Social Policy and The Family

Functionalist, Feminist, Marxist, and New Right views on social policy and the family!

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Functionalist View on Social Policy and the Family

  •  See the state as acting in the interests of society as a whole and its social policies being for the good of all.
  •  Fletcher argues the introduction of health, education, and housing policies since the industrial revolution support the family to perform its function more effectively.
  •  Parsons argues that structural differentiation takes place, which allows the family to focus on its two irreducible functions.
  • Functionalists argue all family members benefit from social policies.
  • They assume there is a ‘march of progress` with social policies gradually making life better for all.

Evidence of social policies which support the traditional nuclear family

  • Married couples tax breaks
  • Maternity leave- 52 weeks for women, only 2 weeks for men
  • Child benefit
  • School organisation
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Marxist Views on Social Policy and the Family

  •  Argue that social policies do not benefit all social classes equally, but rather serve the ruling class
  •  Foucalt sees power not just as something held by the government, but spread throughout society
  • Donzelot argues that professionals carry out surveillance or policing of families; poor or working class families are more likely to be seen as problem families
  •  Condry notes how parents of badly behaved children may be issued with a parenting order and forced to attend classes to learn the correct way to raise their children
  •  Even policies which appear to benefit the workers actually benefit those in power, or have been won as concessions to prevent workers from rebelling 

Recent Social Policy Announcements

  •  Same sex marriage 2014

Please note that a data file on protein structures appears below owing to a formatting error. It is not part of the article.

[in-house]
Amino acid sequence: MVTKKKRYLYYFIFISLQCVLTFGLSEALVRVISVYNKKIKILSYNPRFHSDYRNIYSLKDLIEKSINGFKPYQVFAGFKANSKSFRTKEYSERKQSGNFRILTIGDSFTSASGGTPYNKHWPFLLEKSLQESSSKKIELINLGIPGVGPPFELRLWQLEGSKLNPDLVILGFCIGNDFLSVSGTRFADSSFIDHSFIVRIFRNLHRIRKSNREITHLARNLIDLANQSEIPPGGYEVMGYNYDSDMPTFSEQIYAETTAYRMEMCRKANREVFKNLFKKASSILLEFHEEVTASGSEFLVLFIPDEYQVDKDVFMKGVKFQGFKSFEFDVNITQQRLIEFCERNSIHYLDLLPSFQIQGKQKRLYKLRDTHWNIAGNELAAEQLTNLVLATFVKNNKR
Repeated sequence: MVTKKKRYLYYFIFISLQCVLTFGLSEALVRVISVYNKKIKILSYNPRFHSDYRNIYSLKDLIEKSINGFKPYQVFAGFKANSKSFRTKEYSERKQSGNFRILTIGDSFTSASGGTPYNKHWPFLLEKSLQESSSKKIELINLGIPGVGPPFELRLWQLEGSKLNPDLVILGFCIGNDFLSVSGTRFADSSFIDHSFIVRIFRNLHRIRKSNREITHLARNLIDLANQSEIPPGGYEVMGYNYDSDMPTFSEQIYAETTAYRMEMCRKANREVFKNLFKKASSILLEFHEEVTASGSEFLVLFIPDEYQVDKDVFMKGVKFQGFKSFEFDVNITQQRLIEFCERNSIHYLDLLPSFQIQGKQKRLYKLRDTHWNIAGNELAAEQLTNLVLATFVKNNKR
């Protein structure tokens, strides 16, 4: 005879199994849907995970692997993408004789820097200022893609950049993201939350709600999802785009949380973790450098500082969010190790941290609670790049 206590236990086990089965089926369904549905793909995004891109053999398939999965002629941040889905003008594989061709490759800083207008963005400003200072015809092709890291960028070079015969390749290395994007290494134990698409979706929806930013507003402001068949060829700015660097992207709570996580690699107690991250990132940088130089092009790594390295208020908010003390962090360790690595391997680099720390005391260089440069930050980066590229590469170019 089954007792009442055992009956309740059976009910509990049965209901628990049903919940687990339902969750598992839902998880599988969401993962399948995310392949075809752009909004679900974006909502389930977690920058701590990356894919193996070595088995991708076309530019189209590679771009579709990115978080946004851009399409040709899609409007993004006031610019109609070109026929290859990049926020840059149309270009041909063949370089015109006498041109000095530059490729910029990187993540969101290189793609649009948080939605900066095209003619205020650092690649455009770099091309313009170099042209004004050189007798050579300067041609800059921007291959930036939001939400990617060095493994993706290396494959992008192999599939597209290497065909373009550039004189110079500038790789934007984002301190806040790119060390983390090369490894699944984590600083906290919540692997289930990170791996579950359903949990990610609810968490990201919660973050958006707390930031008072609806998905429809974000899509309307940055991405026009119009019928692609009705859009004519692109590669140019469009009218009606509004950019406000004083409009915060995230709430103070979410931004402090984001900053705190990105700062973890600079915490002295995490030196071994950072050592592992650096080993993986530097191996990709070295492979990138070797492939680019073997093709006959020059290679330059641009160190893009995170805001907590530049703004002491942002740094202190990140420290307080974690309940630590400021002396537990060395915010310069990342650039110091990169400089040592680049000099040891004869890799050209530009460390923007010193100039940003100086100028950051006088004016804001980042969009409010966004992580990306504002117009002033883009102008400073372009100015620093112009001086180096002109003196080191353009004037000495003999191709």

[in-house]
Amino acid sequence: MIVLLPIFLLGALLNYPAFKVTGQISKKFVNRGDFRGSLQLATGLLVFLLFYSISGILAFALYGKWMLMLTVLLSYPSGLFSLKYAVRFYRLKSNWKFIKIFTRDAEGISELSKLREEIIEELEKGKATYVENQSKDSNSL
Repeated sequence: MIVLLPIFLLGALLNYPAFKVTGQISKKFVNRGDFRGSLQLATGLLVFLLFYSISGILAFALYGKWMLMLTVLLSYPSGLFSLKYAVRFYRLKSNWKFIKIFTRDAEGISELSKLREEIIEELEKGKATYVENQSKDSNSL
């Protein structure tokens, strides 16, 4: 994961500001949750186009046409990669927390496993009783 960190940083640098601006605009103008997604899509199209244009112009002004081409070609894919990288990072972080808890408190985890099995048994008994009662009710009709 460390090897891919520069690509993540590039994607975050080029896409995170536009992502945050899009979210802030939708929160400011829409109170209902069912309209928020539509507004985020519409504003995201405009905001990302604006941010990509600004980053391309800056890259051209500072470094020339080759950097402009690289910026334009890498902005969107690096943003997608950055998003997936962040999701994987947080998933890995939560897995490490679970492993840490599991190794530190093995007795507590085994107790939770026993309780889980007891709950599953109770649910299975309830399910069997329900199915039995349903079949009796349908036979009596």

•  Free school meals
  •  Married couple tax breaks
  •  Grandmother maternity leave
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New Right Views on Social Policy and the Family

  •   Argues that governments weaken the family`s self-reliance by providing generous benefits
  • ·  Charles Murray believes recent government policy has damaged the ideal nuclear family, benefits create Underclass
  •  The New Right also argue that recent policy has encouraged mothers to return to work, and consequently, children may be damaged by this
  •  The New Right argues that contraception and abortion means women have less commitment to family life
  • They feel divorce is too easy and a rise in lone parent families leads to a dependency culture and other serious problems

Evidence of social policies which do not support the traditional nuclear family

  •   Civil partnership 2004
  •   Same sex marriage 2014
  •   Working family tax credit
  •  Divorce law reform act
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Feminist Views on Social Policy and the Family

  • Laws and policies assume a woman should take the ‘expressive` role within the family, taking responsibility for childcare and domestic tasks
  •  Hilary Land argues that social policies often assume the ideal family is the patriarchal nuclear family
  • Courts also assume women should have custody of children in divorce cases
  •  Leonard says even policies which appear to support women may reinforce patriarchal family, e.g. maternity leave
  •  Johnson argues that school is organised in such a way that it is hard for single parents and dual income families to combine work and parenthood
  •  However, there is evidence of an individualistic gender regime in social policies
  •   Eileen Owen argues that policies on homosexuality do not make assumptions about the roles of men and women, and they accept diversity of family life

Social Policy that does benefit Women

  •  Divorce Law Reform act
  •  Equal Pay act
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